WATCH: Video Shows California Jailers Beating, Tasering Mentally Ill Inmate
Newly released video from the Auburn Main Jail in California shows jailers smashing mentally ill inmate Beau Bangert into a wall, punching him and shocking him with a stun gun.
The video was released on Thursday, March 28 after federal judge in Sacramento approved a $1.4 million class action settlement in the case.
Bangert received $250,000 as part of the settlement.
Footage shows a cell extraction on May 14, 2017, involving Bangert who suffers from schizophrenia, as four Pacer sheriff deputies rush into a small suicide-watch cell.
Bangert is smashed into a wall by an officer with a plastic body shield, then punched and tased before he's eventually removed from the cell.
"Get on the ground!" one of the officers yells at Bangert as he is being manhandled and punched.
"We're going to put you to sleep," another officer says before six other jailers rush the cell to help with restraining Bangert.
"One was holding me and then one tased me, and they put me in their sleeper stronghold, whatever it's called," Bangert said in May.
Bangert is eventually wheeled back into the cell in a "safety chair" with a spit mask over his head.
As jailers remove the mask, Bangert appears limp staring face up from the chair with his face covered in his own blood.
Two deputies and one jail official were fired and also faced charged for falsifying police reports, according to The Sacramento Bee.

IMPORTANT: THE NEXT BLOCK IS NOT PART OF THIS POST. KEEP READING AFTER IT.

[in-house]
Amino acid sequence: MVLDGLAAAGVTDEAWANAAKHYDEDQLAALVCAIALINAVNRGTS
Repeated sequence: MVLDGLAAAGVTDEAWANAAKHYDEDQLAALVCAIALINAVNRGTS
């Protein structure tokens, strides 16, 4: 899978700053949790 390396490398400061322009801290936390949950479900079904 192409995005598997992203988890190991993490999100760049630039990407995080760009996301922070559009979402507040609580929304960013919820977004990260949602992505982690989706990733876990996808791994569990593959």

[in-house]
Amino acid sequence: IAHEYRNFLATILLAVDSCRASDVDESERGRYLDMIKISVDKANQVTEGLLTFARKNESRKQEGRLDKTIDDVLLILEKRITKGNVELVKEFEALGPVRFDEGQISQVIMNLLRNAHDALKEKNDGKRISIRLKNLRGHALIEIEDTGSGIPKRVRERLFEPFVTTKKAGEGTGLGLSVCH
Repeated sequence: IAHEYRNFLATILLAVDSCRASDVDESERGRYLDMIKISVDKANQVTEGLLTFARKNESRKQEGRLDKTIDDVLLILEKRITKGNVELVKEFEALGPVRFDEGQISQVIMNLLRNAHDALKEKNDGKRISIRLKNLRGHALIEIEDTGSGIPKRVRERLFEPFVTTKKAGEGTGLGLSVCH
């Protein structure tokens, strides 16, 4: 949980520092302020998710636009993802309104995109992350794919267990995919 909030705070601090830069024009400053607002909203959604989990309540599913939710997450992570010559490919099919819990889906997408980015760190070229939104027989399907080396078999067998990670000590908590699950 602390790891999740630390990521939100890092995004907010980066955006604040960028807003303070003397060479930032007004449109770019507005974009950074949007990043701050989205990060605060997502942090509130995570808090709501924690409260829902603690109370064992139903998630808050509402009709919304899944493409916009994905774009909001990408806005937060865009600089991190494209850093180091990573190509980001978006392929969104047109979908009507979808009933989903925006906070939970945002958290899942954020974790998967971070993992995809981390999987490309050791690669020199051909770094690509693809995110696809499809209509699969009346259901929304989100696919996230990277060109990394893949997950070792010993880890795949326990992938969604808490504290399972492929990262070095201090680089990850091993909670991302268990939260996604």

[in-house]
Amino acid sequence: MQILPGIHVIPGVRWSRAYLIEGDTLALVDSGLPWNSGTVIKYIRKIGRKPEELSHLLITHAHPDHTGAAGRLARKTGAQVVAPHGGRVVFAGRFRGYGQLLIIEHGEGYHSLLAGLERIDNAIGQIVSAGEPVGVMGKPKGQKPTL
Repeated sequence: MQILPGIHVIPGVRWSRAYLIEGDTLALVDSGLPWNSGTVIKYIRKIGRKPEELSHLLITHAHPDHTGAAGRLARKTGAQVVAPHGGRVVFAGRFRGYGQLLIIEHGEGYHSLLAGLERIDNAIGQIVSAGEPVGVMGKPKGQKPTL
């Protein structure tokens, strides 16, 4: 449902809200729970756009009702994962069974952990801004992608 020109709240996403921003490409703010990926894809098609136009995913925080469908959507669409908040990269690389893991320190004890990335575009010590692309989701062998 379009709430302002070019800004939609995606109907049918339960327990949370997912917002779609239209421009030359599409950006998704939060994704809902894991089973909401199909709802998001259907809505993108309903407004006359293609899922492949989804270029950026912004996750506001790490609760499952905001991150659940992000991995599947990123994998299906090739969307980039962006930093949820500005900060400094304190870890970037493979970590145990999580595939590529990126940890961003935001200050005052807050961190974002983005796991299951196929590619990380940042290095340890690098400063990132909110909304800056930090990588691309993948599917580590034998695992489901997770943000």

Sacramento civil rights attorney Mark Merin said the video shows an "obviously mentally ill man acting out in an irrational way" who deputies victimized and "decided to end it in a very forceful, over-the-top-way, inflicting serious injuries to Mr. Bangert."
"They demonstrated total insensitivity and it was clearly an abusive gang attack on a defenseless individual," Merin said.
"And it showed absence of training and malevolence on the part of the deputies who participated."
Placer County Sheriff Devon Bell said on Thursday jail staff uncovered evidence of problems at the jail and began an immediate investigation.
"Our staff brought this forward," he said.
"And when we saw the video, we had the same sense that many in the public did. That’s why we contacted the district attorney. It was disturbing to us, too."
As legal proceedings were still pending, Placer County officials attempted to keep the video and other evidence from going public saying it "would result in particularized harm to the county and its employees."
"A very real possibility exists [the videos] could go viral, destroying the possibility of a fair jury trial [in other cases]," attorneys for Placer County argued.
A judge pointed out that the three criminal cases involving the fired jail workers had been resolved and that there are "no ongoing civil cases whose jury pools might be tainted" before agreeing to allow the release of the video and other evidence.
Bangert's attorney pointed out positive changes that resulted as part of the lawsuit.
"One of the provisions of this settlement is that there’s a change so that people who are exposed to what they believe is excessive force in the facilities in Placer County will be able to make that clear on grievance forms," Merin said.
"We are auditing all of the grievance forms and all the investigations that go on as a result, and we’re able to select individual cases for scrutiny to make sure that they are in fact changing their procedures and properly responding to those kinds of grievances. Hopefully, proper response will lead to discipline of officers involved in excessive-force instances and a real change in how the jail’s operated."
Three Placer County jailers were charged in connection with the beating and all three were fired.
Two of the officers pleaded no contest to charges of felony assault.
Charges were dropped against one of the officers.